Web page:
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Adirondack Health has proposed converting its around-the-clock emergency room in Lake Placid to a 12-hour urgent care center as a cost-cutting move. Photo: Mark Kurtz
Adirondack Health has proposed converting its around-the-clock emergency room in Lake Placid to a 12-hour urgent care center as a cost-cutting move. Photo: Mark Kurtz

Adk. Health holds off on Lake Placid ER conversion

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Adirondack Health's Board of Trustees has postponed a decision on whether to convert the emergency room at its Lake Placid hospital to an urgent care clinic. In an email to the organization's staff Thursday night, Adirondack Health CEO Chandler Ralph said a decision will be put off for another 60 days to allow for additional study. And some stakeholders are calling for an independent review of the proposal.

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Reported by

Chris Knight
Adirondack Correspondent

          Adirondack Health spokesman Joe Riccio said Thursday’s decision came after the organization’s board reviewed the public input from a series of community meetings held over the past month.

          “Upon review, the board has decided there is a need to factor in additional study, community input and give the process more thought in the context of our broader mission and strategic plan,” Riccio said. “That’s where we’re at right now.”


Lake Placid Mayor Craig Randall said Thursday night he was pleased the hospital’s board has agreed to step back and look at the issue more carefully, “I believe it gives us more time to see if something can be put together that will not only meet the objectives of Adirondack Health but most importantly give our residents and visitors alike the assurance that they’re going to continue to have that excellent health care close to home,” Randall said.

          Adirondack Health officials have said the volume of patients at the Lake Placid ER doesn’t justify keeping it open, that it isn’t equipped with modern medical technology and that most seriously ill patients already are taken to the Saranac Lake ER. They also say the Lake Placid ER lost roughly $500,000 last year, which is no small sum given some of the financial constraints the organization is facing.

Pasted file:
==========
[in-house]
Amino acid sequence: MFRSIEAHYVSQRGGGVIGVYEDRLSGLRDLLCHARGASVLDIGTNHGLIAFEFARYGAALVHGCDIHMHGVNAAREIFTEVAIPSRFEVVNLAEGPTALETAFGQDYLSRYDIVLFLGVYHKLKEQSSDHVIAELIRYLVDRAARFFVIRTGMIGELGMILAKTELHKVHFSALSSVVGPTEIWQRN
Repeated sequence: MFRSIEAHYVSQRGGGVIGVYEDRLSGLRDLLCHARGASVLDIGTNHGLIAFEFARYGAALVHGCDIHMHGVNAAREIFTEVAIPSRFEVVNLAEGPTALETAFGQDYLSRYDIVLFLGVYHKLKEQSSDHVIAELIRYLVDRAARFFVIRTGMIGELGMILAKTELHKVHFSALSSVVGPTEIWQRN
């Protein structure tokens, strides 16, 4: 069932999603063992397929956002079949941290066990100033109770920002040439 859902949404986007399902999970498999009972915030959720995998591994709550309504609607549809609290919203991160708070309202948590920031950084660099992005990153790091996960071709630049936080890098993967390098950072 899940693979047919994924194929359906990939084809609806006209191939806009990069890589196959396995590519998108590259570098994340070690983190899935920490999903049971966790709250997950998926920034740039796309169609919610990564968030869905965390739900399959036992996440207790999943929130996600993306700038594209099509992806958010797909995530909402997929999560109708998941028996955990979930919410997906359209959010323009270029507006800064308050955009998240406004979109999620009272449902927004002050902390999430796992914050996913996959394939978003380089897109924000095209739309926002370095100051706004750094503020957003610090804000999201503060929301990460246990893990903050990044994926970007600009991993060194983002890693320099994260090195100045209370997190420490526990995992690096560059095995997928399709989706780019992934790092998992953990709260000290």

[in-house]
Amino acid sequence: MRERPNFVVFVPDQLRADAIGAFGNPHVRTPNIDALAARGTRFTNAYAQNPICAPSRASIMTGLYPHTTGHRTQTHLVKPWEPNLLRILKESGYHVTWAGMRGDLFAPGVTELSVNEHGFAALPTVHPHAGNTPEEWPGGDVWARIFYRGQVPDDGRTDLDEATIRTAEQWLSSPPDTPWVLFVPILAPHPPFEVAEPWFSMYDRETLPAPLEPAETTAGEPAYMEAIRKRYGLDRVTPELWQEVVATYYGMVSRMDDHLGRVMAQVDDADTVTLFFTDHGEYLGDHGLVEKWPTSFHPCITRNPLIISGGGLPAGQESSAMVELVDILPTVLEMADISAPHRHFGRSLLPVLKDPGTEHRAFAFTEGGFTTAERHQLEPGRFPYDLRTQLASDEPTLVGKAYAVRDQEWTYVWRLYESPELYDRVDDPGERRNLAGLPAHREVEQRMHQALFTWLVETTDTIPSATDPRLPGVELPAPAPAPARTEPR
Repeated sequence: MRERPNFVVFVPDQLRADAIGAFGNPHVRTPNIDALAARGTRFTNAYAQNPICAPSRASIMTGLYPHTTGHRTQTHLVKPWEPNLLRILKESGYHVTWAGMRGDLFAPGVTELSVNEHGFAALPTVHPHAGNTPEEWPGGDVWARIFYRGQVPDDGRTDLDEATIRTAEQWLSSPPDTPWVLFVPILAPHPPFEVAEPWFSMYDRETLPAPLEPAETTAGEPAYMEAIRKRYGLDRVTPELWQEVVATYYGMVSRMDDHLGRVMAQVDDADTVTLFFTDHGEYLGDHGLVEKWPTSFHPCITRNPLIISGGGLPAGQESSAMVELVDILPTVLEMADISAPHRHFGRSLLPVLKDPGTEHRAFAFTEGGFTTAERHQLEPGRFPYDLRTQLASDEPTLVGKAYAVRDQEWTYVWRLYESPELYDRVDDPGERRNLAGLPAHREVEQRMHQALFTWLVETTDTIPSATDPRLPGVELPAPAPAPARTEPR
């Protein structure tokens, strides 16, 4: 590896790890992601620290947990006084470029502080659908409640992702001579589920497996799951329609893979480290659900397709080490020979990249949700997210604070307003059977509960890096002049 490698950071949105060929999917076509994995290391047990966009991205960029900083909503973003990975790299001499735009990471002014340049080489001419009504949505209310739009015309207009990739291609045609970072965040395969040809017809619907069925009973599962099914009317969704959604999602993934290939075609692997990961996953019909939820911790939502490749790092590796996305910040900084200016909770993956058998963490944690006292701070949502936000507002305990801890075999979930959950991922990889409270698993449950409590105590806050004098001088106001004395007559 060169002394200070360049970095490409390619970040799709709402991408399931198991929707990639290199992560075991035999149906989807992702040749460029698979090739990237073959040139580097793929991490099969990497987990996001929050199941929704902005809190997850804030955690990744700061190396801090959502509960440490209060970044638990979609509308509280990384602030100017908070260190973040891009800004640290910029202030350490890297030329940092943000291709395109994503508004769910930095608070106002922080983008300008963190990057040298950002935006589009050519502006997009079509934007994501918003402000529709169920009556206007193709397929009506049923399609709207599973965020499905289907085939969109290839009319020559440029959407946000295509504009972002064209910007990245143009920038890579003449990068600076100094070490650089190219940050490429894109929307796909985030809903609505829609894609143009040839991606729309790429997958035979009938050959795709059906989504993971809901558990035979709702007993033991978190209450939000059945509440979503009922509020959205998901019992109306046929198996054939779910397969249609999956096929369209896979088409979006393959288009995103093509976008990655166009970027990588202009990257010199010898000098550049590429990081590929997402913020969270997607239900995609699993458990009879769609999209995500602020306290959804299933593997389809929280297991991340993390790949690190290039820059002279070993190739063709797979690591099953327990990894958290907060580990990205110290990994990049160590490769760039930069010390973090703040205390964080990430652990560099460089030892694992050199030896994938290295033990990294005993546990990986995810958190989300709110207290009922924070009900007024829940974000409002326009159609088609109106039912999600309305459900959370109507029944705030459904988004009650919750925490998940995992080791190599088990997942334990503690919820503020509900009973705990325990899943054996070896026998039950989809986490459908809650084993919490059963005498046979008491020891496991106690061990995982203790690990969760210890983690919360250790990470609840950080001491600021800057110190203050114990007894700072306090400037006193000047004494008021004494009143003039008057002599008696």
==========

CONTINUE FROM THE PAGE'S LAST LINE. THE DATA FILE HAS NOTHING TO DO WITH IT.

But many Lake Placid residents bitterly oppose the plan to convert the around the clock ER to a 12- or 16-hour urgent care, saying it would threaten their safety and that of the area’s many visitors and seasonal residents.

          Over the last week, pressure had intensified on Adirondack Health’s board to either reject the proposal or at least postpone a decision on it.

          The state Olympic Regional Development Authority came out against the plan on Monday. The following day, Lake Placid village and North Elba town leaders called on the board to delay a decision and pursue an independent review of the options. Randall said too many questions remain unanswered, such as the potential impacts to local ambulance squads and the EMS system.

 “Sometimes the answers that were provided, in my opinion, were not complete, and occasionally even misleading, and occasionally conflicting,” Randall said.

          Riccio said the additional study the board is planning over the next 60 days will be done internally. Asked if there’s a need for an independent, outside review of the proposal, Riccio said he couldn’t immediately answer that question.

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